All eyes then turned to the score tower, with everyone waiting to see how Miller’s trick would do with the judges. In the end, the low-90’s score seemed a bit low to some, but Dustin took it like a champ. “I don’t really care how the judging goes anymore, I am just excited that I got a good crowd response. After all, I pulled a trick that I was sure I was going to crash trying!”With only two riders remaining, it was up to the Metal Mulisha to out-do Dustin. Jeff “Ox” Kargola came out and nailed a 75-foot-flip-no-footer-to-one-hander-lander, which placed several points above Miller’s trick. It then came down to the last rider, Brian Deegan, who carved out his own long flip-no-footer-to-one-hander, only without the one-handed landing. Deegan’s trick was the favorite with the judges, as he was awarded the higher score, and the gold medal. Beau Bamburg was standing nearby and offered his thoughts:

“I don’t know how Brian just beat Ox’s no-footed-one-hander-lander with a no-footed-one-hander. But you know, my hat is off to both of those guys for at least being able to flip the damn jump, because obviously I couldn’t! (laughs) Honestly, I thought that Dustin’s trick should have beaten both of them, but it’s hard to say. It’s pretty gnarly to flip an ice jump, but it’s also pretty gnarly to do something brand-new to a no-handed lander off of a 90-foot ice jump.”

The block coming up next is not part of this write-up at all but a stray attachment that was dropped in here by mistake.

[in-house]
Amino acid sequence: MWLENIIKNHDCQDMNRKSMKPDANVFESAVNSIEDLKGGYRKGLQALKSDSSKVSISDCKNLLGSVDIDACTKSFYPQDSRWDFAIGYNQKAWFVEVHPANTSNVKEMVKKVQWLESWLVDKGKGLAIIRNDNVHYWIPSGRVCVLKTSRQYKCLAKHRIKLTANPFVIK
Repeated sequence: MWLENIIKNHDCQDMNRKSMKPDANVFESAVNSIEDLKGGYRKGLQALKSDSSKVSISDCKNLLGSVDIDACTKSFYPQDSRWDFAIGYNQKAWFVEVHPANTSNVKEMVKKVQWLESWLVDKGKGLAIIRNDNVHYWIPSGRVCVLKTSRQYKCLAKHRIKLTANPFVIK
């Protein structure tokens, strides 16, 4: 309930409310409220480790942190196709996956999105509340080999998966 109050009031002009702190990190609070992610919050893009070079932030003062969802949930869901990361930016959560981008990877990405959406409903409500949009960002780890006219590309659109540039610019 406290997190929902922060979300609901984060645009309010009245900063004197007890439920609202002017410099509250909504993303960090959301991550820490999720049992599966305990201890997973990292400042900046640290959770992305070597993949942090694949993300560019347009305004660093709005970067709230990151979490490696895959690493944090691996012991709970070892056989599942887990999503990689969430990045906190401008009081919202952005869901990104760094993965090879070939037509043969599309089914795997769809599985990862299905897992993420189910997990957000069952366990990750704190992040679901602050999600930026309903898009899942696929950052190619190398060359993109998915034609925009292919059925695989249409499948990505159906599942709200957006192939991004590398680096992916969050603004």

It was awesome to see Deegan come back to take the gold medal after having such a horrendous crash last year, and with more X Games medals than any other freestyle athlete, Deegs is definitely more than deserving to be on top of the box. Still, several people wondered how the judges came to the decision that they did regarding the top three. For the answer to this, we went straight to the head judge, Regis Harrington: